Subfields of Psychology
Although the human psyche has fascinated humankind for millennia, the scientific study of the psyche – psychology – is relatively new. Unlike other sciences such as biology and physics, psychology was first developed in the late 19th century. Nonetheless, it has rapidly developed into numerous distinct schools of thought. This reflects the fact that the human mind is influenced by biological agents, cognitive habits, culture, genetics, and various other factors. Each school of thought attracts people who have chosen to emphasize some factors more than others.
The American Psychological Association has more than fifty professional divisions, but the main areas of psychology can be arbitrarily divided into five to ten subfields. Some common department titles from U.S. universities include: behavioral psychology, clinical psychology, cognitive psychology, developmental psychology, and social psychology. Brief descriptions of various psychology subfields are provided below.
- Behavioral psychologists are more interested in behaviors than in the emotions and reasons underlying those behaviors. Behavioral psychology is commonly applied in autism therapy and to help patients who have addictions.
- Biological psychologists are knowledgeable about neuroscience and psychology. They study relationships between neurotransmitters and the brain.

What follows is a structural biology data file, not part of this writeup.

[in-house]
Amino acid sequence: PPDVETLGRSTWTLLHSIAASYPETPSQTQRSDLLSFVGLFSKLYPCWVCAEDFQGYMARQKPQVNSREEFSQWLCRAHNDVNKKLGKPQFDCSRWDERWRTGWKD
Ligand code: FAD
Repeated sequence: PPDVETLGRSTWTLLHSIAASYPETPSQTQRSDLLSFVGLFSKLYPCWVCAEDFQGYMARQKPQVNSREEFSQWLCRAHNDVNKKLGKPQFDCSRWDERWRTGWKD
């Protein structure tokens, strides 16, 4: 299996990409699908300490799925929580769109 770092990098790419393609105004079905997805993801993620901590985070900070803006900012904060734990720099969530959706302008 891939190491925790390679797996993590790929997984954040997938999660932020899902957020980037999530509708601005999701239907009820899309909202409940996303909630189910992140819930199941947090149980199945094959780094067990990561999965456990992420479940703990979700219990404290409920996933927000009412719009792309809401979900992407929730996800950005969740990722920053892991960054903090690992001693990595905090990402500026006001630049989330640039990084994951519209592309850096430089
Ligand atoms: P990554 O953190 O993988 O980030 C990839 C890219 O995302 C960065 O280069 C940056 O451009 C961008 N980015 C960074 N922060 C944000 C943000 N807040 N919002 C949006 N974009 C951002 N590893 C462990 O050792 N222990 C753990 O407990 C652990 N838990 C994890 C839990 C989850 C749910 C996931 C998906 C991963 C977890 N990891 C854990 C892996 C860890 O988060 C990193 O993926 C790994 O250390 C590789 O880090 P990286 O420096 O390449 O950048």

- Clinical psychologists treat patients in one-to-one, family, or group therapy sessions. Some take a strict Freudian approach, but the idea that all clinicians offer their patients a couch is outdated!
- Cognitive psychologists are most interested in people’s thought processes. Their work centers on how people acquire, process, and store information.
- Community psychologists emphasize the interaction between individuals and the community context. This area tends to focus on preventing psychological problems by strengthening community networks.
- Developmental psychologists focus on how people’s physical and mental development interacts with thoughts, actions, and behaviors.
- Social psychologists investigate group behavior and study how groups and individuals influence one another.
Most undergraduate programs in psychology help students choose a suitable focus area by requiring them to sample each type of theoretical approach.